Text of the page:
So, damn you, House, you actually got me. Good for you.

Considering how poorly I did at keeping up with House this year, I don’t think I’ll write about it next year. I’ll still be watching, though, storing up dozens of episodes on my DVR to marathon whenever I get a break from my book learnin’.

The Husband:

And so the month of season finales involving hallucinations continue, and between this, Bones, and Grey’s Anatomy, I wonder what else have I not come across? I know how the US version of Life on Mars ends (but since neither my wife nor I have finished watching the second half of the season, I’ll refrain from saying what it is), but what about the shows I’m behind on?

Smallville, of course, always has at least a couple hallucination episodes a season – and more now that they’ve been struggling to find stories in Metropolis, a task that doesn’t actually sound very hard – but will Prison Break get all wonky during its final five-episode run that’s sitting on my DVR? (Michael does have major brain shenanigans last time I checked, so this has potential.)

Does Lie to Me, which we’ve DVRed but haven’t touched yet, turn everything on its head by revealing that Tim Roth is just a figment of our imagination? (Considering he’s been both a futuristic ape and Abomination in The Incredible Hulk, this could be a possibility.)

Is Reaper going to turn out to be an extremely vivid dream concocted by Sock during a very long nap at the Work Bench? Will that explain Andi losing her personality this season?

Is that missing episode of Sit Down, Shut Up an apology to the idiots who didn’t find it funny and complained about the intentionally awkward animation-on-top-of-real-backgrounds?

Motherfucker! Ugly Betty ended in a hallucination, too! What happened here? Is this a veiled backlash against Obama? Did all the showrunners stop taking their medication?

The only time I can remember even the slightest bit of consistency across certain shows during season finales was May, 1996 (I had to check Wikipedia for the year, but remember everything else about the following without any aid.) For some reason, three major shows in my life decided to kind of lose their minds and go way too dark for my young teenage brain. With Seinfeld, it was Susan, George’s fiancée, dying as a result of toxic envelope glue, and when the main cast stopped by the hospital, they pretty much felt nothing and went to go get some coffee. On Roseanne, Dan breaks his diet and he and Roseanne get into one of the foulest shouting matches I’ve ever seen on a family sitcom, devolving into back-and-forth screams of “Fatty! Fatty! Fatty!” (Let’s not even mention the final season, which was all a dream.) And, finally, Mad About You challenged Paul and Jamie’s marriage when she kissed the man she was campaigning for and Paul lusted after another woman but didn’t do anything, leading to a quiet, disturbing fight.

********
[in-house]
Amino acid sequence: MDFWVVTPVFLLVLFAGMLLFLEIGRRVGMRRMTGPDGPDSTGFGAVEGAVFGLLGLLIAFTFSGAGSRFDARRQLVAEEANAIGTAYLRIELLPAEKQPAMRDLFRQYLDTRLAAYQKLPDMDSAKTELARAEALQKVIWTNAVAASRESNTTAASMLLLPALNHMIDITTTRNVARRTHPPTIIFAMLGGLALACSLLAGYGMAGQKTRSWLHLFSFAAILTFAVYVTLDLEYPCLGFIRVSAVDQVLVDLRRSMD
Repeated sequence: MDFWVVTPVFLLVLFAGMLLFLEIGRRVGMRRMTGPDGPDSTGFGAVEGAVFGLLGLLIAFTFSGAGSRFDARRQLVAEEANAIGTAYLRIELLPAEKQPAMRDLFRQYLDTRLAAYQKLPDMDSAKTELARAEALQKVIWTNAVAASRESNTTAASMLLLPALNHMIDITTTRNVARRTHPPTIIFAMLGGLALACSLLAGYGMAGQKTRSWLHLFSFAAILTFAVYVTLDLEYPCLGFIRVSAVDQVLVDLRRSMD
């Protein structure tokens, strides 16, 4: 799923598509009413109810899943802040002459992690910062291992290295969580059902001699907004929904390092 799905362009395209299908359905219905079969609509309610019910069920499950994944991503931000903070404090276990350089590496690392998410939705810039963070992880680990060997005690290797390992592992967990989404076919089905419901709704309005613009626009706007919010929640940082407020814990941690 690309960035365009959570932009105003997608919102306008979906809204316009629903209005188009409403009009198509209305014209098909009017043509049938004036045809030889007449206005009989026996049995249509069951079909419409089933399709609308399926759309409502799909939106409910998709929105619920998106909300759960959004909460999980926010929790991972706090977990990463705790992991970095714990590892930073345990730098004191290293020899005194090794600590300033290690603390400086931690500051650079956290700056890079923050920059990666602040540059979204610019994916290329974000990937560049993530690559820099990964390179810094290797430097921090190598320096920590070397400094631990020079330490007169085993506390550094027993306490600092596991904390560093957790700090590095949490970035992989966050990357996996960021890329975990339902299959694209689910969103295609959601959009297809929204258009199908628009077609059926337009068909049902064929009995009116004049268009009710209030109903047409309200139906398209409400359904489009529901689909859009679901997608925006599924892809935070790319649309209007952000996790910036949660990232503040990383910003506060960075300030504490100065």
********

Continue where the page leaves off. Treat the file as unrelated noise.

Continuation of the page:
It just seemed like, for no discernable reason, sitcoms ended that year wanting us to feel like absolute shit. So I ask, does anybody have an explanation for this madness in dear old 2009?

Don’t get me wrong, I thought everything with Dudek was some of the most compelling minutes House has ever had, and even without her, the final mindfuck, while hard to avoid in the press after the fact, was still eerily effective, thanks in no small part to Hugh Laurie’s continued brilliance on this show. Does he still not have an Emmy? (Now that Boston Legal is gone, Spader’s absence in the category will help considerably. That is, if Jon Hamm’s John Ham doesn’t take it, which would not be a bad thing per se.)

On another note, do any of you out there seriously care about Chase and Cameron? At all? Boooooooring. How about hiring another intern. I’m fine with that. Anything to get away from the dour blondes.